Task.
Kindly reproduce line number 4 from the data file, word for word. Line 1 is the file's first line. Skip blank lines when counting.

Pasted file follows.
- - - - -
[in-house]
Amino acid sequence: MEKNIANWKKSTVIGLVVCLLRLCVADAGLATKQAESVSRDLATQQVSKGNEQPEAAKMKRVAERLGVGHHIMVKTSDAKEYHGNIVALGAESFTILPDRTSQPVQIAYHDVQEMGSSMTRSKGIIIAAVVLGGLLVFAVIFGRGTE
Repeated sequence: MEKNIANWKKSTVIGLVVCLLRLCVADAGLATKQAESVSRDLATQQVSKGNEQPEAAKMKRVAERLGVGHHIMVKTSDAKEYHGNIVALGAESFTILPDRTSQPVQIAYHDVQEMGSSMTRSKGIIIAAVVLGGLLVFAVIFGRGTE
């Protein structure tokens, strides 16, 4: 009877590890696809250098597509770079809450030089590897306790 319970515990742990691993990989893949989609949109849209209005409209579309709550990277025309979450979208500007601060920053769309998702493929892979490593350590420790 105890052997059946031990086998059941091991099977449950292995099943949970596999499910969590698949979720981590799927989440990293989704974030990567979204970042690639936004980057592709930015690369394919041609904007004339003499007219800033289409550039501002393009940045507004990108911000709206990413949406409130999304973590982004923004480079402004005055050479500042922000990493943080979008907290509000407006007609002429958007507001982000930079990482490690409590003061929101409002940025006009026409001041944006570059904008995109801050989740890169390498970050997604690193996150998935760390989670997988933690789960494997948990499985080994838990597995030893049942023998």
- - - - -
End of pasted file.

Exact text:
């Protein structure tokens, strides 16, 4: 009877590890696809250098597509770079809450030089590897306790 319970515990742990691993990989893949989609949109849209209005409209579309709550990277025309979450979208500007601060920053769309998702493929892979490593350590420790 105890052997059946031990086998059941091991099977449950292995099943949970596999499910969590698949979720981590799927989440990293989704974030990567979204970042690639936004980057592709930015690369394919041609904007004339003499007219800033289409550039501002393009940045507004990108911000709206990413949406409130999304973590982004923004480079402004005055050479500042922000990493943080979008907290509000407006007609002429958007507001982000930079990482490690409590003061929101409002940025006009026409001041944006570059904008995109801050989740890169390498970050997604690193996150998935760390989670997988933690789960494997948990499985080994838990597995030893049942023998």